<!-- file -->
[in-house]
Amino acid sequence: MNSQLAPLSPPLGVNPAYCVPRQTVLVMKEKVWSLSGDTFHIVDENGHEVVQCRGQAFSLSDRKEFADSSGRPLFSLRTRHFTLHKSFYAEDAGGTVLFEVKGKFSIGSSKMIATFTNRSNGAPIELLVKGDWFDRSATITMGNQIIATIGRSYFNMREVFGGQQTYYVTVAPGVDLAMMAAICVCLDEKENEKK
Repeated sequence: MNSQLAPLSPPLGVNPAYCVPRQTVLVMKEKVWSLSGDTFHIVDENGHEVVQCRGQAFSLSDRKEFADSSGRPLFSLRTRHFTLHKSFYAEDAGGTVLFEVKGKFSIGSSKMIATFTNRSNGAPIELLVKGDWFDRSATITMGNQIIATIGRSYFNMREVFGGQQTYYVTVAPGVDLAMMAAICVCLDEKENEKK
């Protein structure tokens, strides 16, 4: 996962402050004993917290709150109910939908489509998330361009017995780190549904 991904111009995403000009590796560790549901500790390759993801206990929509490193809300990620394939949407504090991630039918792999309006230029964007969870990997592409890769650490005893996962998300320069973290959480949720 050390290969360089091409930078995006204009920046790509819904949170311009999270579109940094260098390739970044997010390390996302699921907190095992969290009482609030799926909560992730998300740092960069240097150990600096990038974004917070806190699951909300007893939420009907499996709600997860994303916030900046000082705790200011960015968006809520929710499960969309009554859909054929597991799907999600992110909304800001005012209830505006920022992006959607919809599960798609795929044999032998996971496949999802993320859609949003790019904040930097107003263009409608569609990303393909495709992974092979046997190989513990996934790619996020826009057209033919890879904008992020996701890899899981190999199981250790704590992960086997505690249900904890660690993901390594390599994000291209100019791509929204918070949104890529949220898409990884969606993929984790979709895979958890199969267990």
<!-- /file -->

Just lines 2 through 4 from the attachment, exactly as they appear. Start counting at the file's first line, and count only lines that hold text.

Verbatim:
Amino acid sequence: MNSQLAPLSPPLGVNPAYCVPRQTVLVMKEKVWSLSGDTFHIVDENGHEVVQCRGQAFSLSDRKEFADSSGRPLFSLRTRHFTLHKSFYAEDAGGTVLFEVKGKFSIGSSKMIATFTNRSNGAPIELLVKGDWFDRSATITMGNQIIATIGRSYFNMREVFGGQQTYYVTVAPGVDLAMMAAICVCLDEKENEKK
Repeated sequence: MNSQLAPLSPPLGVNPAYCVPRQTVLVMKEKVWSLSGDTFHIVDENGHEVVQCRGQAFSLSDRKEFADSSGRPLFSLRTRHFTLHKSFYAEDAGGTVLFEVKGKFSIGSSKMIATFTNRSNGAPIELLVKGDWFDRSATITMGNQIIATIGRSYFNMREVFGGQQTYYVTVAPGVDLAMMAAICVCLDEKENEKK
């Protein structure tokens, strides 16, 4: 996962402050004993917290709150109910939908489509998330361009017995780190549904 991904111009995403000009590796560790549901500790390759993801206990929509490193809300990620394939949407504090991630039918792999309006230029964007969870990997592409890769650490005893996962998300320069973290959480949720 050390290969360089091409930078995006204009920046790509819904949170311009999270579109940094260098390739970044997010390390996302699921907190095992969290009482609030799926909560992730998300740092960069240097150990600096990038974004917070806190699951909300007893939420009907499996709600997860994303916030900046000082705790200011960015968006809520929710499960969309009554859909054929597991799907999600992110909304800001005012209830505006920022992006959607919809599960798609795929044999032998996971496949999802993320859609949003790019904040930097107003263009409608569609990303393909495709992974092979046997190989513990996934790619996020826009057209033919890879904008992020996701890899899981190999199981250790704590992960086997505690249900904890660690993901390594390599994000291209100019791509929204918070949104890529949220898409990884969606993929984790979709895979958890199969267990």